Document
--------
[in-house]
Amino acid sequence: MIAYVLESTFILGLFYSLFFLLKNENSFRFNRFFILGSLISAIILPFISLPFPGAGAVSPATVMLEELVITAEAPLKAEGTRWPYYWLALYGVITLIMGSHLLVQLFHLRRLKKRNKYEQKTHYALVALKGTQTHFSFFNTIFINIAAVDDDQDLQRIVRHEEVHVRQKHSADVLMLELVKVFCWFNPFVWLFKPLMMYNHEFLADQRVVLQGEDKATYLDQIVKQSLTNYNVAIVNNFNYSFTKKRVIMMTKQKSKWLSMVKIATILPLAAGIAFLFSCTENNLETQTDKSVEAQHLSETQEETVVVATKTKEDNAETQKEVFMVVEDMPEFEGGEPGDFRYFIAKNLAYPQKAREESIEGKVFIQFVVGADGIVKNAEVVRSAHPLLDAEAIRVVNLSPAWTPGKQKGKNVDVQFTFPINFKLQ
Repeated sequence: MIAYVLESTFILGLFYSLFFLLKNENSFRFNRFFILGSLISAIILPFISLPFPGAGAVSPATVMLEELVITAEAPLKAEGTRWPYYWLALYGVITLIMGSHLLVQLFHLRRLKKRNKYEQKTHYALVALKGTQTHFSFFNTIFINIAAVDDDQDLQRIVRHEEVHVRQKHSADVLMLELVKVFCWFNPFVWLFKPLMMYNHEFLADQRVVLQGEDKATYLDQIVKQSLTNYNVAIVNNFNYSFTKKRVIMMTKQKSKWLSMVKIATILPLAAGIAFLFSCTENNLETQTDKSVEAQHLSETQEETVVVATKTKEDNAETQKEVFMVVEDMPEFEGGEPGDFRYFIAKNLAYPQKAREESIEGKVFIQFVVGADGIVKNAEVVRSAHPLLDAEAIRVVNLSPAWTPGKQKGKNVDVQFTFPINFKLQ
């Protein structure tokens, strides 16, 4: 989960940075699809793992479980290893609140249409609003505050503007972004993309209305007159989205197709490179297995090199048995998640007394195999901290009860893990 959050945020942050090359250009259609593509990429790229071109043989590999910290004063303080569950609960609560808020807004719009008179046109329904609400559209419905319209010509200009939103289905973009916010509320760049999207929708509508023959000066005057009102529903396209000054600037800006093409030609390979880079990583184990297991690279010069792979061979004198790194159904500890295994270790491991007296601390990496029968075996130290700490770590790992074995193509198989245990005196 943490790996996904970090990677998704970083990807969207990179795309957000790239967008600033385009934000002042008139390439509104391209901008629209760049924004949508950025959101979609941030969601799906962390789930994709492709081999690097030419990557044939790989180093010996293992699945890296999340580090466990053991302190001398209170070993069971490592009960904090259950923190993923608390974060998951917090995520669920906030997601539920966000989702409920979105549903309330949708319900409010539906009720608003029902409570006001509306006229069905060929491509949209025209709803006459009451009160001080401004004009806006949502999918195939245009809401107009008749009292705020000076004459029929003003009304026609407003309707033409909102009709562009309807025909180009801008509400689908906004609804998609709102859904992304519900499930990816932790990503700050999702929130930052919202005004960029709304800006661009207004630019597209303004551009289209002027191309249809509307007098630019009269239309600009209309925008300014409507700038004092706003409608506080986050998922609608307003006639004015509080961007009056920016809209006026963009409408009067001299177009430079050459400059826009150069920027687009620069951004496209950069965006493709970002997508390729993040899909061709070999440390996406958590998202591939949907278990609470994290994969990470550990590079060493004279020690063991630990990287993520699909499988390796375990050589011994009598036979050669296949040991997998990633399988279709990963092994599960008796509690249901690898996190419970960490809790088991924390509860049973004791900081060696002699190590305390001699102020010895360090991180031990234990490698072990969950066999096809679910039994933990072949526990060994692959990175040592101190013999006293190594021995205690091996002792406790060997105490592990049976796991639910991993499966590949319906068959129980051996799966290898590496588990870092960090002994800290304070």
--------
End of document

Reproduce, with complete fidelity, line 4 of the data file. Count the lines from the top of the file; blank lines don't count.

């Protein structure tokens, strides 16, 4: 989960940075699809793992479980290893609140249409609003505050503007972004993309209305007159989205197709490179297995090199048995998640007394195999901290009860893990 959050945020942050090359250009259609593509990429790229071109043989590999910290004063303080569950609960609560808020807004719009008179046109329904609400559209419905319209010509200009939103289905973009916010509320760049999207929708509508023959000066005057009102529903396209000054600037800006093409030609390979880079990583184990297991690279010069792979061979004198790194159904500890295994270790491991007296601390990496029968075996130290700490770590790992074995193509198989245990005196 943490790996996904970090990677998704970083990807969207990179795309957000790239967008600033385009934000002042008139390439509104391209901008629209760049924004949508950025959101979609941030969601799906962390789930994709492709081999690097030419990557044939790989180093010996293992699945890296999340580090466990053991302190001398209170070993069971490592009960904090259950923190993923608390974060998951917090995520669920906030997601539920966000989702409920979105549903309330949708319900409010539906009720608003029902409570006001509306006229069905060929491509949209025209709803006459009451009160001080401004004009806006949502999918195939245009809401107009008749009292705020000076004459029929003003009304026609407003309707033409909102009709562009309807025909180009801008509400689908906004609804998609709102859904992304519900499930990816932790990503700050999702929130930052919202005004960029709304800006661009207004630019597209303004551009289209002027191309249809509307007098630019009269239309600009209309925008300014409507700038004092706003409608506080986050998922609608307003006639004015509080961007009056920016809209006026963009409408009067001299177009430079050459400059826009150069920027687009620069951004496209950069965006493709970002997508390729993040899909061709070999440390996406958590998202591939949907278990609470994290994969990470550990590079060493004279020690063991630990990287993520699909499988390796375990050589011994009598036979050669296949040991997998990633399988279709990963092994599960008796509690249901690898996190419970960490809790088991924390509860049973004791900081060696002699190590305390001699102020010895360090991180031990234990490698072990969950066999096809679910039994933990072949526990060994692959990175040592101190013999006293190594021995205690091996002792406790060997105490592990049976796991639910991993499966590949319906068959129980051996799966290898590496588990870092960090002994800290304070």